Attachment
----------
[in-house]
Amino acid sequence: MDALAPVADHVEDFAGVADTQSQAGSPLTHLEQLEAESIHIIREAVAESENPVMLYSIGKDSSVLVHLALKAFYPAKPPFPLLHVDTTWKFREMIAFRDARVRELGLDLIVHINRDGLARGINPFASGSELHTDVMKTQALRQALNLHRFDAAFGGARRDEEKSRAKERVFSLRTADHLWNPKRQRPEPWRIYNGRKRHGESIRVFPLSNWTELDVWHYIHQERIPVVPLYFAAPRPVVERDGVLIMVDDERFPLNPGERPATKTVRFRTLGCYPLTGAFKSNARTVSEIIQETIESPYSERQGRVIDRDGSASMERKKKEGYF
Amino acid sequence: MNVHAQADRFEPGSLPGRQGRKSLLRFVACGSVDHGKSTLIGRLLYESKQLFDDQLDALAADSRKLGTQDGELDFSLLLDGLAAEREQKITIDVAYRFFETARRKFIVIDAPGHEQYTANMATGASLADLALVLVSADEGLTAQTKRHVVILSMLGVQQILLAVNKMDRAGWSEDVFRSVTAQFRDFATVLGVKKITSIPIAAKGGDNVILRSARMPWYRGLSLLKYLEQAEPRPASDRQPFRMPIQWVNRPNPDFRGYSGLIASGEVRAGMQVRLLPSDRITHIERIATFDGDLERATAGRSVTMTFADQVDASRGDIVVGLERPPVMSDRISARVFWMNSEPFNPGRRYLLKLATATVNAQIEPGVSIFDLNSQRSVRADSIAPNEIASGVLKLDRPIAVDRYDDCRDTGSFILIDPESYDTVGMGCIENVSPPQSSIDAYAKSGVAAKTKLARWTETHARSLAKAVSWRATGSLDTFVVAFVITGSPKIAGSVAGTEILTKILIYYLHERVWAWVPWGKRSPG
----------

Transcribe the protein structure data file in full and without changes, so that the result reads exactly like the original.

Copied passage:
[in-house]
Amino acid sequence: MDALAPVADHVEDFAGVADTQSQAGSPLTHLEQLEAESIHIIREAVAESENPVMLYSIGKDSSVLVHLALKAFYPAKPPFPLLHVDTTWKFREMIAFRDARVRELGLDLIVHINRDGLARGINPFASGSELHTDVMKTQALRQALNLHRFDAAFGGARRDEEKSRAKERVFSLRTADHLWNPKRQRPEPWRIYNGRKRHGESIRVFPLSNWTELDVWHYIHQERIPVVPLYFAAPRPVVERDGVLIMVDDERFPLNPGERPATKTVRFRTLGCYPLTGAFKSNARTVSEIIQETIESPYSERQGRVIDRDGSASMERKKKEGYF
Amino acid sequence: MNVHAQADRFEPGSLPGRQGRKSLLRFVACGSVDHGKSTLIGRLLYESKQLFDDQLDALAADSRKLGTQDGELDFSLLLDGLAAEREQKITIDVAYRFFETARRKFIVIDAPGHEQYTANMATGASLADLALVLVSADEGLTAQTKRHVVILSMLGVQQILLAVNKMDRAGWSEDVFRSVTAQFRDFATVLGVKKITSIPIAAKGGDNVILRSARMPWYRGLSLLKYLEQAEPRPASDRQPFRMPIQWVNRPNPDFRGYSGLIASGEVRAGMQVRLLPSDRITHIERIATFDGDLERATAGRSVTMTFADQVDASRGDIVVGLERPPVMSDRISARVFWMNSEPFNPGRRYLLKLATATVNAQIEPGVSIFDLNSQRSVRADSIAPNEIASGVLKLDRPIAVDRYDDCRDTGSFILIDPESYDTVGMGCIENVSPPQSSIDAYAKSGVAAKTKLARWTETHARSLAKAVSWRATGSLDTFVVAFVITGSPKIAGSVAGTEILTKILIYYLHERVWAWVPWGKRSPG